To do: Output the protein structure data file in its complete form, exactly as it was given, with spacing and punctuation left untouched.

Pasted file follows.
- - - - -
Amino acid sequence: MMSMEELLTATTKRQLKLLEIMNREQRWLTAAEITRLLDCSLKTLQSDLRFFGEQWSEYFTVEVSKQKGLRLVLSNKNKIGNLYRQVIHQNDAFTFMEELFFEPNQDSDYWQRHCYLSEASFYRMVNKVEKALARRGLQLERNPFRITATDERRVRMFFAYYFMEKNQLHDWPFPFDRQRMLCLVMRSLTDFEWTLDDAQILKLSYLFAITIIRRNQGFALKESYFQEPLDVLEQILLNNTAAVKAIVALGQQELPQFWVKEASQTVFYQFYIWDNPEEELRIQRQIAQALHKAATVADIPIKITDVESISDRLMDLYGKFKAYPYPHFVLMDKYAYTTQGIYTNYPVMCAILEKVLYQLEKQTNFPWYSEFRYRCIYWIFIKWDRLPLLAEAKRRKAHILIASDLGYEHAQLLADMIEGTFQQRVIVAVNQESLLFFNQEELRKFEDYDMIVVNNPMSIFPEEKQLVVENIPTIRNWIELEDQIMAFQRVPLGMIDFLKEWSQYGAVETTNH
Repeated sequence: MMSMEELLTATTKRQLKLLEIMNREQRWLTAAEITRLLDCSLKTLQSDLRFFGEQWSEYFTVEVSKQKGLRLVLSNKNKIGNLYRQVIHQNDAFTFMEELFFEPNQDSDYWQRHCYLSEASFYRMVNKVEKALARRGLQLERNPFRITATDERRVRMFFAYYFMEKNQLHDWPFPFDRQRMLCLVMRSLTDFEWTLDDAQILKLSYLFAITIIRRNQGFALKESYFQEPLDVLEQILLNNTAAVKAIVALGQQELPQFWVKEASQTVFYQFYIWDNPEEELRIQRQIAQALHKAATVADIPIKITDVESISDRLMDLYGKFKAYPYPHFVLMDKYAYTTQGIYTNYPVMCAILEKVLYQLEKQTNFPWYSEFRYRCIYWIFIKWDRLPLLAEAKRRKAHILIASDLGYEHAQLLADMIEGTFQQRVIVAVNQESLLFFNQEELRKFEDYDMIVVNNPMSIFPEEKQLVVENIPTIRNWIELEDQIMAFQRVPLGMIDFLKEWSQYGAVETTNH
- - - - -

Amino acid sequence: MMSMEELLTATTKRQLKLLEIMNREQRWLTAAEITRLLDCSLKTLQSDLRFFGEQWSEYFTVEVSKQKGLRLVLSNKNKIGNLYRQVIHQNDAFTFMEELFFEPNQDSDYWQRHCYLSEASFYRMVNKVEKALARRGLQLERNPFRITATDERRVRMFFAYYFMEKNQLHDWPFPFDRQRMLCLVMRSLTDFEWTLDDAQILKLSYLFAITIIRRNQGFALKESYFQEPLDVLEQILLNNTAAVKAIVALGQQELPQFWVKEASQTVFYQFYIWDNPEEELRIQRQIAQALHKAATVADIPIKITDVESISDRLMDLYGKFKAYPYPHFVLMDKYAYTTQGIYTNYPVMCAILEKVLYQLEKQTNFPWYSEFRYRCIYWIFIKWDRLPLLAEAKRRKAHILIASDLGYEHAQLLADMIEGTFQQRVIVAVNQESLLFFNQEELRKFEDYDMIVVNNPMSIFPEEKQLVVENIPTIRNWIELEDQIMAFQRVPLGMIDFLKEWSQYGAVETTNH
Repeated sequence: MMSMEELLTATTKRQLKLLEIMNREQRWLTAAEITRLLDCSLKTLQSDLRFFGEQWSEYFTVEVSKQKGLRLVLSNKNKIGNLYRQVIHQNDAFTFMEELFFEPNQDSDYWQRHCYLSEASFYRMVNKVEKALARRGLQLERNPFRITATDERRVRMFFAYYFMEKNQLHDWPFPFDRQRMLCLVMRSLTDFEWTLDDAQILKLSYLFAITIIRRNQGFALKESYFQEPLDVLEQILLNNTAAVKAIVALGQQELPQFWVKEASQTVFYQFYIWDNPEEELRIQRQIAQALHKAATVADIPIKITDVESISDRLMDLYGKFKAYPYPHFVLMDKYAYTTQGIYTNYPVMCAILEKVLYQLEKQTNFPWYSEFRYRCIYWIFIKWDRLPLLAEAKRRKAHILIASDLGYEHAQLLADMIEGTFQQRVIVAVNQESLLFFNQEELRKFEDYDMIVVNNPMSIFPEEKQLVVENIPTIRNWIELEDQIMAFQRVPLGMIDFLKEWSQYGAVETTNH